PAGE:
Towards the end of April, Cerebra, an integrated strategic communication agency that builds, engages and activates communities around brands got in touch asking me to share what Africa looks like through my eyes. It was quite an honour and I was excited at the prospects of my images being used in a highlight video to be released on Africa Day, which is celebrated on May 25th.
In the last couple of months, there’s been a lot of talk about phasing out 14-seater matatus in favour of higher capacity buses. This is in an effort to decongest Nairobi’s streets and hopefully have more people preferring public over private transport. But will 35 or 50 seater buses solve the problem? Why not have buses with higher capacity?
When news started coming in of the Garissa Attack last Thursday, I held my breath and went into a cocoon, not wanting to believe the reality. It turned out to be my least favourite Easter weekend, occasionally coming up for air to receive updates on social media about what happened and what shouldn’t have. On Monday, I saw a tweet about Tuesday’s vigil and decided to attend.
On February 13th 2013, Boniface Mwangi organised what was to be his last protest. After leading several demonstrations against ills in the country, he felt Kenya wasn’t worth dying for and his family needed him more. I followed Boniface from home to his office to Uhuru Park where the demonstration was dispersed by anti-riot police.
Last Friday, I received a call from Samir Dave asking me if I wanted to shoot at Holi. I quickly said yes, thinking we were to fly to India for the colourful festival. He clarified it was an event by East FM and was to be held at Simba Union Club in Nairobi the following day. I was a bit deflated but excited at the opportunity.
There’s been a lot of interest in the operation of unmanned aerial aircraft in Kenya in the recent past and especially this week, with two mainstream media outlets publishing different drone-related stories on the same day. And for this reason, my long break from blogging has come to an end.
I woke up this morning to the news of the passing of Dr Myles Munroe, his wife and others in Bahamas. I usually get sad when I hear of the death of someone I knew, but not this time. There was a sense of celebration in me. Celebration of the life of a man who gave his all to make God’s word understood to me, to know the power I have within me. His greatest lesson to me: Die empty. This is something I believe he did.
It was a cold Friday morning, the 27th of August 2010. It’s a day that had been awaited with much anticipation and excitement. It had been named the rebirth of Kenya, and it felt like it. The only other time the country was so united in celebration was at independence. So Uhuru Park was definitely the place to be on Promulgation Day.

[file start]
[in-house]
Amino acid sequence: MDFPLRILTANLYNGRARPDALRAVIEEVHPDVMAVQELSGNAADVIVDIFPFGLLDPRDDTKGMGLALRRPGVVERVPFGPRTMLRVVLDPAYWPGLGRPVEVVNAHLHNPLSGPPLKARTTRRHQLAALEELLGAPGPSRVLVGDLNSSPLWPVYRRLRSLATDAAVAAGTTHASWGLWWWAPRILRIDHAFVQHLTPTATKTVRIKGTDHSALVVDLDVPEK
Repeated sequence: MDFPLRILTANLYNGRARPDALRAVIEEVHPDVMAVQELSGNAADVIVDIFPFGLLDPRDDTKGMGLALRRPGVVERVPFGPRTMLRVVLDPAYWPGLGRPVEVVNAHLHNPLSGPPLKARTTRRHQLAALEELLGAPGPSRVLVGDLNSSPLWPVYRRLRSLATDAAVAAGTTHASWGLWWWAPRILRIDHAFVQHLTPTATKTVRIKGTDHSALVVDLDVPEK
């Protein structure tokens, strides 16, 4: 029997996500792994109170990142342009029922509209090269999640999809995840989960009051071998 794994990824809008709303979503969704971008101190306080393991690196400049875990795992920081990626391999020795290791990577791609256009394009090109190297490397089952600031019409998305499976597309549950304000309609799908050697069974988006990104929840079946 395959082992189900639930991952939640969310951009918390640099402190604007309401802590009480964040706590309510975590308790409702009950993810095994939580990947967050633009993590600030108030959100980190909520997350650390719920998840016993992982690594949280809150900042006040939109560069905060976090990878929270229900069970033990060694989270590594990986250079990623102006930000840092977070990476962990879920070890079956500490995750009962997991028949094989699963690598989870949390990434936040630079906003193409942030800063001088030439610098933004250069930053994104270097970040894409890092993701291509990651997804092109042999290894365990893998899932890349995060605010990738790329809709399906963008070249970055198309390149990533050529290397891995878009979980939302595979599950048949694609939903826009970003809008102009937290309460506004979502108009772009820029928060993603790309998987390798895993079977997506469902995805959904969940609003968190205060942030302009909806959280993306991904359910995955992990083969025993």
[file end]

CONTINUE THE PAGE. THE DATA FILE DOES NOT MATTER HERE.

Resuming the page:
Flying presents one with an opportunity to see the world in a whole new perspective. In the few minutes before going above the clouds, I keep myself entertained trying to name the minuscule collection of buildings and highways. Then above the clouds, a new beauty awaits, with clouds of all shapes and sizes scattered across the horizon.
One of the things I love about photography is the ability to combine it with travel, which is another of my passions. So when I was told about the opportunity to travel to Nanyuki and shoot for Goshen Acquisition’s investment brief, I was super elated. Plus, there was the opportunity to put the Phantom 2 to work. I was like ‘Let’s do this!’
Despite many Kenyans ‘going digital’, farming still remains our major economic activity, employing and providing for the livelihoods of more people than any other industry in the country. For the last six months, I’ve had the privilege to get off the super highways and onto the unpaved roads leading to farms that produce what will be on your plate this evening. This was thanks to USAID through the Kenya Horticultural Competitiveness Project that is implemented by Fintrac.
Every January, many people look for a fresh start, which is a great thing to do.
One thing I’d like to suggest is signing up for Mizizi, a 10-week experience that connects you with God, sheds light on what He made you for, and starts you on a journey towards greatness with like-minded fearless influencers. One person whom I’ve seen transformed is Nzilani Anne-Muoki. Her’s is a story of discovery of purpose that has not only benefited her family, but hundreds in Kibera and Korogocho through Bawa, an fair trade organisation she runs with her husband.